Incidentally, according to an Associated Press report, Rattner, "...agreed Thursday to pay $6.2 million to settle civil charges over his role in an influence-peddling scandal involving New York state's public pension fund." The article goes on to note that "As part of the settlement, Rattner will also be barred for at least two years from working in the securities industry."
The Early Show was the only network morning show to do a full story on General Motors. On ABC's Good Morning America, news anchor Juju Change did a news brief: "As stocks begin trading this morning, General Motors becomes a public company again. This morning's initial public offering will be worth up to $23 billion, which would be a record. It will reduce the government's stake in the company by 30 percent. Meantime, a new report from a non-profit group finds 1.4 million jobs were saved by the government's auto industry bailout."
NBC's Today offered a more measured report, with economics correspondent Trish Regan noting that it was "a big day for GM" but also warning: "While it may do very well today...the big question here is how is this company going to be faring six months from now? That still remains to be seen."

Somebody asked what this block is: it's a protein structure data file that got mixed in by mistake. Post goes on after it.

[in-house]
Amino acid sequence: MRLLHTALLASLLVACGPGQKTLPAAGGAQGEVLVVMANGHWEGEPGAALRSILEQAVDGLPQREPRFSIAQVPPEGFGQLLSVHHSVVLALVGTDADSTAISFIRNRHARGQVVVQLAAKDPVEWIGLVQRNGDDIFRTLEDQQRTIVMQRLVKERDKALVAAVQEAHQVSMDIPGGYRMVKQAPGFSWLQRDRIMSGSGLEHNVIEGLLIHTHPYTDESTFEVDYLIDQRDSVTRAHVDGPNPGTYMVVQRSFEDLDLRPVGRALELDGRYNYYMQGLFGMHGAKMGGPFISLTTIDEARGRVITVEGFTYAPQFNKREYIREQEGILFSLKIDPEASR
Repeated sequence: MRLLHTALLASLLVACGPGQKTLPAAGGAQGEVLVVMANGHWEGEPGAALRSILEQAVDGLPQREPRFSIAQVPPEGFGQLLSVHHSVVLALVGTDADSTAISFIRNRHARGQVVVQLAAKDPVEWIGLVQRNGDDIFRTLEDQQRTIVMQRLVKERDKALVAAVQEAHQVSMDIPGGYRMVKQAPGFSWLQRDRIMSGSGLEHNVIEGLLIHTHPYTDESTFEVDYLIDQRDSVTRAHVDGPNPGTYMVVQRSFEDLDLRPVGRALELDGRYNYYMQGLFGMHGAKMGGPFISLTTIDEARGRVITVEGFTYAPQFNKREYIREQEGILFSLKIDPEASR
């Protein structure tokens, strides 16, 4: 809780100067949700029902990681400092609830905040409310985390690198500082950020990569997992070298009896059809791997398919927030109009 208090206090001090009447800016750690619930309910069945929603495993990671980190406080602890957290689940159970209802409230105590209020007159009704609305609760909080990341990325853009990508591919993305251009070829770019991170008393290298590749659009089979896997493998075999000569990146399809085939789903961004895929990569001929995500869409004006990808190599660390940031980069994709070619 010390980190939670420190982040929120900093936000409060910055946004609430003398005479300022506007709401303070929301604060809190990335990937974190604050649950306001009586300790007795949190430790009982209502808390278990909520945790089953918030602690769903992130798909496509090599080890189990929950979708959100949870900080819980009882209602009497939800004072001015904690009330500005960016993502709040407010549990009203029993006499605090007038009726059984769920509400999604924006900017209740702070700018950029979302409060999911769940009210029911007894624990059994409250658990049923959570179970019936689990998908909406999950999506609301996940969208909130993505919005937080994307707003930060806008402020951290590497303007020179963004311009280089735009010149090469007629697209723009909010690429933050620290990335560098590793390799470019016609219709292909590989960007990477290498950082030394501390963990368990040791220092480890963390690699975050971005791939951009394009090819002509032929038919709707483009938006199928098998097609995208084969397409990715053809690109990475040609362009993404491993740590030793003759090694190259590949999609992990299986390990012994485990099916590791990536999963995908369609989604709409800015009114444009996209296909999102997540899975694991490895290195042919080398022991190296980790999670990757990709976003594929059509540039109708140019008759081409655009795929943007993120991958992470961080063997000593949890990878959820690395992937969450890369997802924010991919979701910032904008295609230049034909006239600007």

Here is a full transcript of the November 18 Early Show segment:
7:00AM ET TEASE:
HARRY SMITH: GM's big comeback. In a stunning turnaround, General Motors begins to sell it's stock less than 18 months after the government's massive $50 billion bailout. Will American taxpayers make a profit on the investment? We'll take you live to the stock exchange.
7:01AM ET SEGMENT:
MAGGIE RODRIGUEZ: We begin this Thursday morning with the amazing turnaround of General Motors. Beginning this morning, Wall Street is once again buying and selling stock in America's biggest car company, now a whole lot smaller after a major government bailout and restructuring. CBS News business and economics correspondent Rebecca Jarvis is at the New York Stock Exchange this morning. Rebecca, good morning.
REBECCA JARVIS: Good morning, Maggie.
[ON-SCREEN HEADLINE: GM's Big Comeback; Selling Stock 18 Months After Gov't Bailout]